Ahh I had seen this book on our family bookshelf for so so many years and the cover (I know, I know) drove me away. Then, when I move away, my mother sent me off with a bag of books she was ready to get rid of and I resolved to read them all. This was in there and I'm glad it was so I was finally forced to look beyond the cover. The plot was engaging and realistic enough to suck you in. The end was just way fun and incredibly satisfying. I could have done without the physics, but other than that ...more
Sep 24, 2015 Deidre rated it did not like it
I know it's cliche but I do sometimes pick out books by their cover. When going thru racks at a book fair I often pick up what catches my eye visually, read the description and maybe first page and then decide to buy or not buy. This cover is awesome. Unfortunately the book is not. It started off ok and I was intrigued by some of the characters and future/sci-fi elements. However, as it progressed the details of the science were explained in great detail and took up pages at a time, distracting ...more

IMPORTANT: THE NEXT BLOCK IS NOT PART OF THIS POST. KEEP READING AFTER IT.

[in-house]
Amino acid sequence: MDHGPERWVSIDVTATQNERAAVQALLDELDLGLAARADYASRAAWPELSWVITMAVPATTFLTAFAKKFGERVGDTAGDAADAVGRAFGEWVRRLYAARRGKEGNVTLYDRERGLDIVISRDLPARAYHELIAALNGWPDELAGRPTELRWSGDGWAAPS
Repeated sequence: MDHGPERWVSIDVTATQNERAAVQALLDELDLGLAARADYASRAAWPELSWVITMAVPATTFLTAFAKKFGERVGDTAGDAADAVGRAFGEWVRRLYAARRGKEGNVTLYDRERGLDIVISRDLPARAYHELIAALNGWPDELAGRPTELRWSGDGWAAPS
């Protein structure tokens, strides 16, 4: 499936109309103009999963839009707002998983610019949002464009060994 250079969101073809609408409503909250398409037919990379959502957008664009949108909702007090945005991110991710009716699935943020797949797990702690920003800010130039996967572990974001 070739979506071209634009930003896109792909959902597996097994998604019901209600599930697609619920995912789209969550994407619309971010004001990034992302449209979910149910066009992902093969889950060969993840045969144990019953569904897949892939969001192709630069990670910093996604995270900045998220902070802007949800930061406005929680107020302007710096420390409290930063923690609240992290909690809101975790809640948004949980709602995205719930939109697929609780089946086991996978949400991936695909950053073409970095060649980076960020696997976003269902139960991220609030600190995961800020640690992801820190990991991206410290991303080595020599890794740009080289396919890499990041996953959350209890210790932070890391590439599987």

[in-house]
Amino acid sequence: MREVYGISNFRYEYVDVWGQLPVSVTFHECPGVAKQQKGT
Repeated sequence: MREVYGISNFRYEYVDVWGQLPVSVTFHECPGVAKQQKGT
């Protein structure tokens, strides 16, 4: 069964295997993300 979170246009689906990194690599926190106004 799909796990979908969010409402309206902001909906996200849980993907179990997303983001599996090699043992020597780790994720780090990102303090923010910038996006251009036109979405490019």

Apr 21, 2015 Mina rated it really liked it  ·  review of another edition
I'm not sure how I missed this one so long. It seems like it's often left out of lists of "survivor" type SF (post-apocalyptic stuff, although this one technically is not post-apocalyptic).

It's a solid story of the small group of people left behind after a mysterious "vanishing" event rebuilding civilization and investigating the uncanny event itself while dealing with less-friendly survivors.

What really sold me was the fact that the Winchester Mansion (unnamed in the book, but will be obvious t
Jun 03, 2013 Gothmom rated it it was ok
Good up til the physics came in.
Jeff Frane
Mar 26, 2016 Jeff Frane rated it it was amazing  ·  review of another edition
Particularly these days, a post-apocalyptic future that isn't dystopian is unusual, and Vanishing Point is nothing if not unusual. Thirty years after 90% of the human race simply disappeared, people are still struggling as much with "what happened?" as "why?" and each community finds different answers. Vanishing Point is set in the remains of San Jose, California, in and around the Winchester Mystery House (which is a real thing).